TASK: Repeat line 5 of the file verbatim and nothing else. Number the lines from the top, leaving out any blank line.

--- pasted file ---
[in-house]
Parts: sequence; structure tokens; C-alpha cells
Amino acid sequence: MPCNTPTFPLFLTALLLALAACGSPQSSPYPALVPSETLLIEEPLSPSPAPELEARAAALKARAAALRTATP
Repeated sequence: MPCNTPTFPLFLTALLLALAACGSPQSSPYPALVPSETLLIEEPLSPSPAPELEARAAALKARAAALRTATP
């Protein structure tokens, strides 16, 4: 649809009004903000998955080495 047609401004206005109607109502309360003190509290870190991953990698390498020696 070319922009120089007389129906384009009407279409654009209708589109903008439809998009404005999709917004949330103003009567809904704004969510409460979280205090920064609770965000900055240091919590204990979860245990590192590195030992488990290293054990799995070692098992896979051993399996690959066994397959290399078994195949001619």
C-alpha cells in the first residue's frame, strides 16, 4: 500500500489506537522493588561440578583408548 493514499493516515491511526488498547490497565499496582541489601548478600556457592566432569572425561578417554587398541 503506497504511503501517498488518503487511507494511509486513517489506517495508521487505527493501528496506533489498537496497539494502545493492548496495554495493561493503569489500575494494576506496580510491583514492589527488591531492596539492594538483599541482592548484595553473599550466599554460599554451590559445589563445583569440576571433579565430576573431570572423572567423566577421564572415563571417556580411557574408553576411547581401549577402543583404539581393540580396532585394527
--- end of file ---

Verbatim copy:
């Protein structure tokens, strides 16, 4: 649809009004903000998955080495 047609401004206005109607109502309360003190509290870190991953990698390498020696 070319922009120089007389129906384009009407279409654009209708589109903008439809998009404005999709917004949330103003009567809904704004969510409460979280205090920064609770965000900055240091919590204990979860245990590192590195030992488990290293054990799995070692098992896979051993399996690959066994397959290399078994195949001619």